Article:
The rest of the world’s steel producers may be pressuring Beijing to slash output and help reduce a global glut that is causing losses and costing jobs, but the opposite is happening in the steel towns of China.
While the Chinese government points to reductions in steel making capacity it has engineered, a rapid rise in local prices this year has seen mills ramp up output. Even “zombie” mills, which stopped production but were not closed down, have been resurrected.
Despite global overproduction, Chinese steel prices have risen by 77 percent this year from last year’s trough on some very specific local factors, including tighter supplies following plant shutdowns last year, restocking by consumers and a pick-up in seasonal demand following the Chinese New Year break.
Some mills also boosted output ahead of mandated cuts around a major horticultural show later this month in the Tangshan area. Local mills must at least halve their emissions on certain days during the exposition, due to run from April 29 to October.
China, which accounts for half the world’s steel output and whose excess capacity is four times U.S. production levels, has said it has done more than enough to tackle overcapacity, and blames the glut on weak demand.
But a survey by Chinese consultancy Custeel showed 68 blast furnaces with an estimated 50 million tonnes of capacity have resumed production. The capacity utilization rate among small Chinese mills has increased to 58 percent from 51 percent in January. At large mills, it has risen to 87 percent from 84 percent, according to a separate survey by consultancy Mysteel.
The rise in prices has thrown a lifeline to ‘zombie’ mills, like Shanxi Wenshui Haiwei Steel, which produces 3 million tonnes a year but which halted nearly all production in August. It now plans to resume production soon, a company official said, declining to be named as he’s not authorised to speak publicly.
Another similar-sized company, Jiangsu Shente Steel, stopped production in December but then resumed in March as prices surged, a company official said.
More than 40 million tonnes of capacity out of the 50-60 million tonnes that were shut last year are now back on, said Macquarie analyst Ian Roper. “Capacity cuts are off the cards given the price and margin rebound,” he said.
Profit margins have risen to 500-600 yuan a tonne ($77-$93) on average, the highest in at least two years, said Hu Yanping, senior analyst at Custeel.com.
“The government wants to bolster the economy and boost demand for industrial sectors, but it is also resolute to push forward the supply-side reform, putting it in a dilemma,” said Hu.
To show the world it is serious in slicing its bloated steel sector, China has said it cut 90 million tonnes of capacity and plans to cut another 100-150 million tonnes through 2020.
Yet China’s crude steel output hit a record high of 70.65 million tonnes in March.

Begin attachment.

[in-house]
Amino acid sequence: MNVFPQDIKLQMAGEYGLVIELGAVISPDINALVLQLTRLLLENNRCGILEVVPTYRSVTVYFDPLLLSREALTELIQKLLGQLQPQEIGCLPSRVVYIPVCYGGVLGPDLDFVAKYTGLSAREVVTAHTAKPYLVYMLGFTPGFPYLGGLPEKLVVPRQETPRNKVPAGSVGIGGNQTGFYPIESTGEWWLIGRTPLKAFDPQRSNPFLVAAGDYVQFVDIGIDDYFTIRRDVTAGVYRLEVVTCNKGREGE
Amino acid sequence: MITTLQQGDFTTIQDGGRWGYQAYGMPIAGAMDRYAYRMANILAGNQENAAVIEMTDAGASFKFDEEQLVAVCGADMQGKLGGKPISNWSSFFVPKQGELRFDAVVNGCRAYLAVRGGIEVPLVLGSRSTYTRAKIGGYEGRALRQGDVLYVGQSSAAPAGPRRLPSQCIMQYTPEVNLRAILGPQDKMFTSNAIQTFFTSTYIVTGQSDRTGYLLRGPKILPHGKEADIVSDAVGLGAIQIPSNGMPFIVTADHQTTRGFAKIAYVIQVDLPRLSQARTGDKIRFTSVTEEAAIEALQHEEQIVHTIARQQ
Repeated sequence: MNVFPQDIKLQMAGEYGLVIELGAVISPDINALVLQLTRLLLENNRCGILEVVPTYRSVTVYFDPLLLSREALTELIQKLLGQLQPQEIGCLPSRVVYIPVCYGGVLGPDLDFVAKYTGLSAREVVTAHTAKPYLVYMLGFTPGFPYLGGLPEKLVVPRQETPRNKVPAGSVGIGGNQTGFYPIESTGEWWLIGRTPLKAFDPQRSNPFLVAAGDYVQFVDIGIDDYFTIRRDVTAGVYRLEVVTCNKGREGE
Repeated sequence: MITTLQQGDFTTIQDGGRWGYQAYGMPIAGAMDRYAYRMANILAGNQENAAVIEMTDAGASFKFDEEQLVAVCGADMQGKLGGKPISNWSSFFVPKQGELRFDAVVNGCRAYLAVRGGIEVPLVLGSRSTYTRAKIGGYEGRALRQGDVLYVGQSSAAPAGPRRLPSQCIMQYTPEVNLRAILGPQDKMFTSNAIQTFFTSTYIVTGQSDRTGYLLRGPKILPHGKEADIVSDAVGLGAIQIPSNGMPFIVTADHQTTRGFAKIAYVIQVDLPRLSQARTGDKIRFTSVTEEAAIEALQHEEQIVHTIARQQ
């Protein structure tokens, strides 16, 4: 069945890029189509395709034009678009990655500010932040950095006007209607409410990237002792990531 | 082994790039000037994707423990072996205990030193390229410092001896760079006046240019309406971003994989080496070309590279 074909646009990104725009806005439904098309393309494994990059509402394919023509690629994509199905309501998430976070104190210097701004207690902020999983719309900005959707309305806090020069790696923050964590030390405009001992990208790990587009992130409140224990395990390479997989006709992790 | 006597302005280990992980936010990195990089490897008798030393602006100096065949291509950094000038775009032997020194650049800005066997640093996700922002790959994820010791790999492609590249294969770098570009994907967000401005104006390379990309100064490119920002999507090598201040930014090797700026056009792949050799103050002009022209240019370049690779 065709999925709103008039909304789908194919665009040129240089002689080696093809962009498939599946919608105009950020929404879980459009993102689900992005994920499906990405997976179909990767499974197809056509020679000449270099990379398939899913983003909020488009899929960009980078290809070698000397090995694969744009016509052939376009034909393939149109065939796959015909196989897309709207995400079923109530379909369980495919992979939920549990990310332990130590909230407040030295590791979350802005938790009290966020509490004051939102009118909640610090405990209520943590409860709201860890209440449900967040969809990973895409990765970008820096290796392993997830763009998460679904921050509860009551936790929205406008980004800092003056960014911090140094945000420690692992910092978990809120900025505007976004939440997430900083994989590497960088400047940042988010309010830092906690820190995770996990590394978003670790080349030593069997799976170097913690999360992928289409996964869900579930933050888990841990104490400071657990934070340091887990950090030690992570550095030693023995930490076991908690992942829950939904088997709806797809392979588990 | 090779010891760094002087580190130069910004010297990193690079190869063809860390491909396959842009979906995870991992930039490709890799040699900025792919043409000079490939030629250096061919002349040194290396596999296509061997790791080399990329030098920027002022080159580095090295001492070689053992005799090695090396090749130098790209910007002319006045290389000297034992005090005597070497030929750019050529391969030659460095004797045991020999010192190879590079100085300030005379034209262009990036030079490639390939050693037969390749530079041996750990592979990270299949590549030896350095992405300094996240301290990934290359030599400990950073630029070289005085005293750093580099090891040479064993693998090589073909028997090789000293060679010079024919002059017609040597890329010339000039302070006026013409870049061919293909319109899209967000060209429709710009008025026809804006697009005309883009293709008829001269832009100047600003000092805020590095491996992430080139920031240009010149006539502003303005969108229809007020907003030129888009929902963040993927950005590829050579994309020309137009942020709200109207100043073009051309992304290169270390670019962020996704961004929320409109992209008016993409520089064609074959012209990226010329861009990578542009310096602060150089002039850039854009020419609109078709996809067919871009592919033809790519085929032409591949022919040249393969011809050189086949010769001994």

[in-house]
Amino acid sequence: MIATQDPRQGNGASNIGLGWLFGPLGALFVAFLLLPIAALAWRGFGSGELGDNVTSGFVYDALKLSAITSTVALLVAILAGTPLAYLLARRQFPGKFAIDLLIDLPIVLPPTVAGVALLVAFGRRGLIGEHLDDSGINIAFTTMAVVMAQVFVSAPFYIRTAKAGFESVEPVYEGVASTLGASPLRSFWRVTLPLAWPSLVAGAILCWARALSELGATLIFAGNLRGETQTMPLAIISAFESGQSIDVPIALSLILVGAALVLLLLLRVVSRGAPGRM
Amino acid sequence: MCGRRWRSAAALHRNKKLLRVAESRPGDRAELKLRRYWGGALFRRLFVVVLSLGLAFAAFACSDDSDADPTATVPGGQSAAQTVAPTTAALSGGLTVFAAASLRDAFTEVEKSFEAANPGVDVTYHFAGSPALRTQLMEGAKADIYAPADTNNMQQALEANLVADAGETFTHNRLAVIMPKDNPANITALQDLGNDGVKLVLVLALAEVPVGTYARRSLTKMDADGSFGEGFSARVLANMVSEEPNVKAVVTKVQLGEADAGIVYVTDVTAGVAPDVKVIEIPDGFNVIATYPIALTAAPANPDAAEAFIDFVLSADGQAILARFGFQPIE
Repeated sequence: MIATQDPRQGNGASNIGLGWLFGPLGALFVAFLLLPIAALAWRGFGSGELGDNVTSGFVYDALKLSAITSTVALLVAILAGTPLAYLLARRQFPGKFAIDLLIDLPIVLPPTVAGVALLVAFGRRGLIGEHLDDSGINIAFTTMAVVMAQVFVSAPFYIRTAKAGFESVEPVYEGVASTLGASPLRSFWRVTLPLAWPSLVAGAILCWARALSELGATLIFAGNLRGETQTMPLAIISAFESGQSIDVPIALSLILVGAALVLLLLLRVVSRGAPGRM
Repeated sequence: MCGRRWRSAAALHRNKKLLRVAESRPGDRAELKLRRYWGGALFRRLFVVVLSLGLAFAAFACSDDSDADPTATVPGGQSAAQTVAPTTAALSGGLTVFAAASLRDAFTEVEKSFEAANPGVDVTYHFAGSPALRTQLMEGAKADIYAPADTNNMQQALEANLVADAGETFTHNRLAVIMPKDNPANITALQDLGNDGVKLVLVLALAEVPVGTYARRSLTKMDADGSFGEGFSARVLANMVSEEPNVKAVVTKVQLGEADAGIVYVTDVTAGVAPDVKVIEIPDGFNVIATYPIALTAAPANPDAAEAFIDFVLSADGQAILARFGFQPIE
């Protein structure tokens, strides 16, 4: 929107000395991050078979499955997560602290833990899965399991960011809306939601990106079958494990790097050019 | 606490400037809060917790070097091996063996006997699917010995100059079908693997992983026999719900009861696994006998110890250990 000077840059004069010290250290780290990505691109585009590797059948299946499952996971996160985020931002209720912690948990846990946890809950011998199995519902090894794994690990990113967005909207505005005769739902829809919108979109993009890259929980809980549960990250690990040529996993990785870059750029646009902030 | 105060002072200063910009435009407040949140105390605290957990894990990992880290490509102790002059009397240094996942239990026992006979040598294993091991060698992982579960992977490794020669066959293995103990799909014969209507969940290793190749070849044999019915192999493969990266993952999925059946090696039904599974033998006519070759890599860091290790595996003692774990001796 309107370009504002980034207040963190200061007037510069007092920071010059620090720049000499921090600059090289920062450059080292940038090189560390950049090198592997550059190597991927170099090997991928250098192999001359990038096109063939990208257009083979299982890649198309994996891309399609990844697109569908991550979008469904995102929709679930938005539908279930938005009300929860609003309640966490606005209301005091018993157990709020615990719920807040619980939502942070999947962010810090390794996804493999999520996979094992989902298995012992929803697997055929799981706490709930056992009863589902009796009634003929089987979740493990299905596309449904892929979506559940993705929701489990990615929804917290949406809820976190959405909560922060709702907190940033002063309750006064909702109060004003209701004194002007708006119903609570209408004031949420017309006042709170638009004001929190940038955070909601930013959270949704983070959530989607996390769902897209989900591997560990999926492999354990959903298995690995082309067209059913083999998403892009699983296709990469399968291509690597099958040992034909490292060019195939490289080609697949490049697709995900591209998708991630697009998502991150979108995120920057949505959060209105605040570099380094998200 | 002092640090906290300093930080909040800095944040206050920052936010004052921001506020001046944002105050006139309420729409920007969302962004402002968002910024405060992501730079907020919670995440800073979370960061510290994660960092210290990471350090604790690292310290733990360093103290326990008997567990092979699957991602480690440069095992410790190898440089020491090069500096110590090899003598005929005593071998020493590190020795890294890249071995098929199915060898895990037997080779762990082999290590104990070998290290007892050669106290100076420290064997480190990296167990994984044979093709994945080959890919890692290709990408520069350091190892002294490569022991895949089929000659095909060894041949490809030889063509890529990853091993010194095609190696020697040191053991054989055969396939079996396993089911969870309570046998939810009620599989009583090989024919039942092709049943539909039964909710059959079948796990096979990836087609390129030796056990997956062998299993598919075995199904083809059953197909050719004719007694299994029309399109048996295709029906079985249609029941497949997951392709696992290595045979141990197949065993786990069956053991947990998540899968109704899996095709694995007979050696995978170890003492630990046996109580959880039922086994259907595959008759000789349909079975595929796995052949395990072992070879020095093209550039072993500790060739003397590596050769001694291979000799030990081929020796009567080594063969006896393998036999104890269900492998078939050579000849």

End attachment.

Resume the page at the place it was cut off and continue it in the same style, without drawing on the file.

ANGER AT EXPORTS
A surge in steel output should be driven by an increase in contracted purchases, otherwise mills are just betting on an improvement in demand that may not happen, Liu Zhenjiang, vice secretary general of the China Iron and Steel Association (CISA), told an industry conference in Beijing this month.
“Cutting steel capacity is important, but controlling steel output is more important,” he said.
CISA, which groups China’s biggest steel firms including Baoshan Iron and Steel, has consistently urged its members to show “self-discipline” and not increase output at the first sign of rising prices, a plea that’s usually gone unheeded.
On Tuesday, the United States, European Union and others called for urgent action to address global steel overcapacity, a day after China and other major steel producing nations failed to agree on measures to tackle an industry crisis. [nL2N17N018]
Britain in particular has been hit hard as its largest producer Tata Steel has announced plans to pull out of the country, threatening 15,000 jobs. Last week, more than 40,000 German steel workers took to the streets to protest against dumping from China.
Anger towards China grew louder since last year as its steel exports surged to a record 112 million tonnes, but the domestic steel price rally could help limit shipments this year as producers sell more at home.
Some private mills have defaulted on export contracts signed a month before shipping because of the rapid rise in domestic prices, according to a trader with knowledge of the situation.
Others have delayed deliveries for export orders and cut their export targets, the trader said.
The world could benefit if China’s steel production reverts to 2011 levels when the surplus, or the gap between output and consumption, was just 34 million tonnes, said BMI Research commodities strategist Mitchell Hugers.
“It’s not the capacity cuts that matter, it’s the amount of exports that matter,” he said.
($1 = 6.4683 Chinese yuan)